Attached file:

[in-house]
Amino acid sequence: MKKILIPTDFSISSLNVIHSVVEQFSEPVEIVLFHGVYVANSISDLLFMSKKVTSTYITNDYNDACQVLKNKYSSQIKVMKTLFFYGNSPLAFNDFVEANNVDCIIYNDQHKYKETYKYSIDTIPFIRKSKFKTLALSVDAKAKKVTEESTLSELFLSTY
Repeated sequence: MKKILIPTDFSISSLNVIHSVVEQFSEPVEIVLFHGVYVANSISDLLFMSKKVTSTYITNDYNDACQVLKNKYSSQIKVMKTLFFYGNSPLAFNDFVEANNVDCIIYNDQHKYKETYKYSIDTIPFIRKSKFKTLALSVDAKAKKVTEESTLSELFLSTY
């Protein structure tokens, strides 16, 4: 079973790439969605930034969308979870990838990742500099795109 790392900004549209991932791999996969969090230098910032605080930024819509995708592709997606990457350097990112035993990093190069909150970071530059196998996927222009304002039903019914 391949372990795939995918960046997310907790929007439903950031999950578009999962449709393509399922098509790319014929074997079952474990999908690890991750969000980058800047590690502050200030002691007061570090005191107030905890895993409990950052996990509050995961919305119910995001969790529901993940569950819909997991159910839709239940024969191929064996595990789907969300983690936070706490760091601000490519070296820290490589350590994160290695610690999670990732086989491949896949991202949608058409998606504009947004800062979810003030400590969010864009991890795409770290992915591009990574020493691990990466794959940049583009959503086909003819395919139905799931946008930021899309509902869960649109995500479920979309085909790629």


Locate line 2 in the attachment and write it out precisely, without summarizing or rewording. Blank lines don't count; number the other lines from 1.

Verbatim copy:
Amino acid sequence: MKKILIPTDFSISSLNVIHSVVEQFSEPVEIVLFHGVYVANSISDLLFMSKKVTSTYITNDYNDACQVLKNKYSSQIKVMKTLFFYGNSPLAFNDFVEANNVDCIIYNDQHKYKETYKYSIDTIPFIRKSKFKTLALSVDAKAKKVTEESTLSELFLSTY